Coping with Kids: Bumbleride strollers made of 50 percent recycled material
Bumbleride strollers are made of eco-conscious recycled plastic and bamboo-derived rayon fabrics in bright colors like cayenne red, aquamarine and green papyrus. The exterior fabric is made with 50 percent recycled material from plastic bottles, and the interior fabric is made of 50 percent renewable bamboo charcoal. Bumblerides come in three models: flite ($269.99), indie ($499.99) and indie twin ($729.99).
Eco-friendly snack bag is diswasher safe
Spbang bags offer an eco-friendly, reusable alternative to disposable plastic snack bags. The soft, food-safe material contains no lead or BPA, and they can be cleaned in the dishwasher. The made-in-America bags have nameplates so your child can label the bags. Spbang bags cost $9.99.
Caring for new baby need not overwhelm
Bringing home a new baby is an exciting time, but parents can get overwhelmed as they begin caring for the baby all day and night. Stephanie and Brett Parker, founders of the website Sleepingbaby.com, offer the following tips for new parents when they come home from the hospital:
• Swaddling helps sooth baby to sleep, until the baby starts rolling over.
• Get your sleep while the baby sleeps.
• Breast-feeding is beneficial for mom and baby.
• Get the right infant car seat.
• Place the baby to sleep on his or her back.
• Learn how to prevent diaper rash, largely by frequent diaper-changing.
• Get some fresh air. Don't just stay cooped up in the house.
• Trust your instincts. You know your baby best.
• Ask for help if you need it, from friends and family members.
New fathers may need help with depression
Becoming a father may increase a young man's risk of depression, according to a new U.S. study reported by Reuters Health that suggests helping men at this stage could improve the well-being of entire families. “We know a lot about mothers and maternal depression and the effect that it has on children, and we're just now starting to learn about paternal depression,” lead author Dr. Craig Garfield said.
Mothers' weight tied to stillbirth, infant death risks
Women who are carrying extra weight before pregnancy or early in gestation are at heightened risk of having their infants die shortly before or after birth, according to a new analysis of past research. The risk was greatest among the most obese women, the authors write in The Journal of the American Medical Association.
Exchange program needs host families
ASSE (nonprofit) International Exchange Program is looking for host families for students for the 2014-15 school year. Students will arrive from their home country shortly before school begins and return at the end of the school year or semester.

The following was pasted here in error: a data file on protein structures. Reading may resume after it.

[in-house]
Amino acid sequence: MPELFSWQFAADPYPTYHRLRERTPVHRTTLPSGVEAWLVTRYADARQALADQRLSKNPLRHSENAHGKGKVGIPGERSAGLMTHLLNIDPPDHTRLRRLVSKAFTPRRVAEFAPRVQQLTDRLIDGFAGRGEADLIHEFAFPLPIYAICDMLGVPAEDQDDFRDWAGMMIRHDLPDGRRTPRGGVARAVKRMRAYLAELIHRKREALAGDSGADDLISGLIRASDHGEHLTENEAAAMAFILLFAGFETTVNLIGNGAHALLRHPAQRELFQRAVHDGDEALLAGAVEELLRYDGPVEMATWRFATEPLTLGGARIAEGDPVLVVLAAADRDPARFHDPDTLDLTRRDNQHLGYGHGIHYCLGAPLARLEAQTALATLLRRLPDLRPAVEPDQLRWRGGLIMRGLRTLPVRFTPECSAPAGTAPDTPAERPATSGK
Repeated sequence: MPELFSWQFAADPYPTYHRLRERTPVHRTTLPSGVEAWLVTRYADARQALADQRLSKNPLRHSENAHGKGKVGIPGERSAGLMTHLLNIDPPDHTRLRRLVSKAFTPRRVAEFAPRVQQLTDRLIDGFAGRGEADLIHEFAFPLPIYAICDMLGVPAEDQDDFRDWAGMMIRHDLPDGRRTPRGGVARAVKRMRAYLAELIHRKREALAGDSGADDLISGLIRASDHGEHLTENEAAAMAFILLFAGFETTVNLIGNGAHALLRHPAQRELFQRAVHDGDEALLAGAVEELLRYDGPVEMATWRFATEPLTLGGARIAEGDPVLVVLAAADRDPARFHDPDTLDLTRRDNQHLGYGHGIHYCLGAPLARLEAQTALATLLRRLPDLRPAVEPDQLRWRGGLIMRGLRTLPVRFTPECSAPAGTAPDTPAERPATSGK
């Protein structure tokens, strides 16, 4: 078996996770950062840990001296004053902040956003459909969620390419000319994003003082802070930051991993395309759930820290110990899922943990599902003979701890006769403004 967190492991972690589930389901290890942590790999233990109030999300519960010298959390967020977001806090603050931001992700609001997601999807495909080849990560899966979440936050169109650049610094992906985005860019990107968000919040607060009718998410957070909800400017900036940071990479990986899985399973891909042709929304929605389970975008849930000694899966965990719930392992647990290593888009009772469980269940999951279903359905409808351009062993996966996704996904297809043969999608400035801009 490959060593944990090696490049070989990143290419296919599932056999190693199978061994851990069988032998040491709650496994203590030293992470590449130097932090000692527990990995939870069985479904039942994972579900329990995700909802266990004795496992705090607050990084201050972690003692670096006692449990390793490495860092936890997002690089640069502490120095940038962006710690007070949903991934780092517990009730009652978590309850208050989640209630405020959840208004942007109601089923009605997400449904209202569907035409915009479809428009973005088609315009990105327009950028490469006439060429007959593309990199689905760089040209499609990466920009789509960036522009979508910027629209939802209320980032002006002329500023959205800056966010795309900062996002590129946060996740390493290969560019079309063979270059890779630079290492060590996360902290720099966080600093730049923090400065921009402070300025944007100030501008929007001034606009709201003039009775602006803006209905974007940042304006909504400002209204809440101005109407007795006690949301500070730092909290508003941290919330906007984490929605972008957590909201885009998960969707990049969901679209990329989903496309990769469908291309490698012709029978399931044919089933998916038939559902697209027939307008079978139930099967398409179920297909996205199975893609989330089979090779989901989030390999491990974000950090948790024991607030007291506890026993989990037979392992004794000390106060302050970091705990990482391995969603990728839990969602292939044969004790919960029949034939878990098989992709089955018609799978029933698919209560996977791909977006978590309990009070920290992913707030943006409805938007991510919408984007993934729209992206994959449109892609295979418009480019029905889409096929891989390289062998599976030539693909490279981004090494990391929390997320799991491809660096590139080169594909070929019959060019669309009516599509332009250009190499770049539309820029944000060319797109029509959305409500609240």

Each ASSE student is fully insured, brings his or her personal spending money and expects to contribute to household responsibilities, as well as be included in normal family activities and lifestyles.
Details: www.host.asse.com, or call Cindy, 412-720-8702 or 800-677-2773.
Send parenting news to Coping With Kids in care of Rebecca Killian, Pittsburgh Tribune-Review, D.L. Clark Building, 503 Martindale St., Pittsburgh, PA 15212, or e-mail email@example.com.
Show commenting policy
TribLive commenting policy
You are solely responsible for your comments and by using TribLive.com you agree to our Terms of Service.
We moderate comments. Our goal is to provide substantive commentary for a general readership. By screening submissions, we provide a space where readers can share intelligent and informed commentary that enhances the quality of our news and information.
While most comments will be posted if they are on-topic and not abusive, moderating decisions are subjective. We will make them as carefully and consistently as we can. Because of the volume of reader comments, we cannot review individual moderation decisions with readers.
We value thoughtful comments representing a range of views that make their point quickly and politely. We make an effort to protect discussions from repeated comments either by the same reader or different readers.
We follow the same standards for taste as the daily newspaper. A few things we won't tolerate: personal attacks, obscenity, vulgarity, profanity (including expletives and letters followed by dashes), commercial promotion, impersonations, incoherence, proselytizing and SHOUTING. Don't include URLs to Web sites.
We do not edit comments. They are either approved or deleted. We reserve the right to edit a comment that is quoted or excerpted in an article. In this case, we may fix spelling and punctuation.
We welcome strong opinions and criticism of our work, but we don't want comments to become bogged down with discussions of our policies and we will moderate accordingly.
We appreciate it when readers and people quoted in articles or blog posts point out errors of fact or emphasis and will investigate all assertions. But these suggestions should be sent via e-mail. To avoid distracting other readers, we won't publish comments that suggest a correction. Instead, corrections will be made in a blog post or in an article.
- Penguins trade for Toronto’s Kessel; lose Martin, Comeau via free agency
- Donora-Webster Bridge plunges into Mon River after 106 years
- Judge revokes bail for Plum High School teacher
- Pirates grind out extra-inning win against testy Tigers
- Shopping season starts up for Penguins amid onset of free agency
- Obama: U.S. embassy in Havana marks ‘new chapter’ in Cuba ties
- 1 killed, 4 hurt as police chase ends in Oakland crash
- ‘We are’ chant now a permanent fixture on Penn State campus
- Police identify Harmar man as victim in Washington Township crash
- Union to work while ATI talks continue
- Rival Westmoreland vape shops develop own specialties